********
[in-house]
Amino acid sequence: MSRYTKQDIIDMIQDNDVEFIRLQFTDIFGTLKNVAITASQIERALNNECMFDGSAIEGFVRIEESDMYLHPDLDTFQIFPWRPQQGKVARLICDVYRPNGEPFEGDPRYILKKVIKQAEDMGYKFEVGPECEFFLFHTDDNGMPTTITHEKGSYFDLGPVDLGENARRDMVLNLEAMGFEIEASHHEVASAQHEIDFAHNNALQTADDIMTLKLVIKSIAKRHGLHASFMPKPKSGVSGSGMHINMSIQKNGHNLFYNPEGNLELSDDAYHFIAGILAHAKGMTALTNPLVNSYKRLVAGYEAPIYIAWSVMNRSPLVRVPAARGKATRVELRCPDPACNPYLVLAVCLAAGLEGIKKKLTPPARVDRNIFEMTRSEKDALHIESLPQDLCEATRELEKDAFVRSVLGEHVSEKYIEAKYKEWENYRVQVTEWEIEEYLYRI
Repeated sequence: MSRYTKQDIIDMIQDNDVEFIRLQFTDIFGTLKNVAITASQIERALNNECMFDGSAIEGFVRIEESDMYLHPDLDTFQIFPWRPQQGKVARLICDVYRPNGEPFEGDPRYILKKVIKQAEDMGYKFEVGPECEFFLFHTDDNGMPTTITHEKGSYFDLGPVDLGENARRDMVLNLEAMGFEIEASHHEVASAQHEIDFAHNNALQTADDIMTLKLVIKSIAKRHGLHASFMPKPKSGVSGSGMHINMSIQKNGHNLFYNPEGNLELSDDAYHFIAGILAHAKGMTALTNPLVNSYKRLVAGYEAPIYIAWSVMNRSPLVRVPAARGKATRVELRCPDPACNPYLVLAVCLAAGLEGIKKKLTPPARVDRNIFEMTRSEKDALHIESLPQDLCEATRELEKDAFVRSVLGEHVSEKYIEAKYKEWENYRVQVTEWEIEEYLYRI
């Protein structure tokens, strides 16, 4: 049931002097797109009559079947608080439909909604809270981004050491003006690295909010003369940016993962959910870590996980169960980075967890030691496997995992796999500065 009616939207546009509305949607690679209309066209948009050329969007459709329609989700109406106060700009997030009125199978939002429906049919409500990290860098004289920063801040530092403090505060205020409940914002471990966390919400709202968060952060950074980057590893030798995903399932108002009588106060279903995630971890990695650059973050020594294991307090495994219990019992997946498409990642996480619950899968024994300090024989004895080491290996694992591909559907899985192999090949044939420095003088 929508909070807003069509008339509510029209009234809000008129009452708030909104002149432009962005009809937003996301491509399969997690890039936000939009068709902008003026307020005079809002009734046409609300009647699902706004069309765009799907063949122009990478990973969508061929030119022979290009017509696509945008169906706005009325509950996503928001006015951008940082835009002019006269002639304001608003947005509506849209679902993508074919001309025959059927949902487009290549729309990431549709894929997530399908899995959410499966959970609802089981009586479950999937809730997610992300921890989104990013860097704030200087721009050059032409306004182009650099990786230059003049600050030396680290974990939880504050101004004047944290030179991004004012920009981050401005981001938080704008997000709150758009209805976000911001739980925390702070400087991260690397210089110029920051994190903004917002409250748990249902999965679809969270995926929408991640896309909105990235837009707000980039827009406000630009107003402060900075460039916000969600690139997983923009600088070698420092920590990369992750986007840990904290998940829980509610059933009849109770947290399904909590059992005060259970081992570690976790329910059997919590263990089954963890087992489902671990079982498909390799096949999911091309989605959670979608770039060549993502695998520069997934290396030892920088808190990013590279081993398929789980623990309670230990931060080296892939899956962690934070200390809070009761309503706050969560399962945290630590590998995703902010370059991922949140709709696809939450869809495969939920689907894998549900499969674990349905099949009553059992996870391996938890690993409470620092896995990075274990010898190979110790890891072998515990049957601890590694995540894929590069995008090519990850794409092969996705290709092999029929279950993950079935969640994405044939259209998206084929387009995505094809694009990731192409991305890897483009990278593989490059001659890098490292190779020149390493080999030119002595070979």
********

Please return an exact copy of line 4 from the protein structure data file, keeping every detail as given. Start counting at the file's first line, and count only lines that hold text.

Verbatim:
């Protein structure tokens, strides 16, 4: 049931002097797109009559079947608080439909909604809270981004050491003006690295909010003369940016993962959910870590996980169960980075967890030691496997995992796999500065 009616939207546009509305949607690679209309066209948009050329969007459709329609989700109406106060700009997030009125199978939002429906049919409500990290860098004289920063801040530092403090505060205020409940914002471990966390919400709202968060952060950074980057590893030798995903399932108002009588106060279903995630971890990695650059973050020594294991307090495994219990019992997946498409990642996480619950899968024994300090024989004895080491290996694992591909559907899985192999090949044939420095003088 929508909070807003069509008339509510029209009234809000008129009452708030909104002149432009962005009809937003996301491509399969997690890039936000939009068709902008003026307020005079809002009734046409609300009647699902706004069309765009799907063949122009990478990973969508061929030119022979290009017509696509945008169906706005009325509950996503928001006015951008940082835009002019006269002639304001608003947005509506849209679902993508074919001309025959059927949902487009290549729309990431549709894929997530399908899995959410499966959970609802089981009586479950999937809730997610992300921890989104990013860097704030200087721009050059032409306004182009650099990786230059003049600050030396680290974990939880504050101004004047944290030179991004004012920009981050401005981001938080704008997000709150758009209805976000911001739980925390702070400087991260690397210089110029920051994190903004917002409250748990249902999965679809969270995926929408991640896309909105990235837009707000980039827009406000630009107003402060900075460039916000969600690139997983923009600088070698420092920590990369992750986007840990904290998940829980509610059933009849109770947290399904909590059992005060259970081992570690976790329910059997919590263990089954963890087992489902671990079982498909390799096949999911091309989605959670979608770039060549993502695998520069997934290396030892920088808190990013590279081993398929789980623990309670230990931060080296892939899956962690934070200390809070009761309503706050969560399962945290630590590998995703902010370059991922949140709709696809939450869809495969939920689907894998549900499969674990349905099949009553059992996870391996938890690993409470620092896995990075274990010898190979110790890891072998515990049957601890590694995540894929590069995008090519990850794409092969996705290709092999029929279950993950079935969640994405044939259209998206084929387009995505094809694009990731192409991305890897483009990278593989490059001659890098490292190779020149390493080999030119002595070979």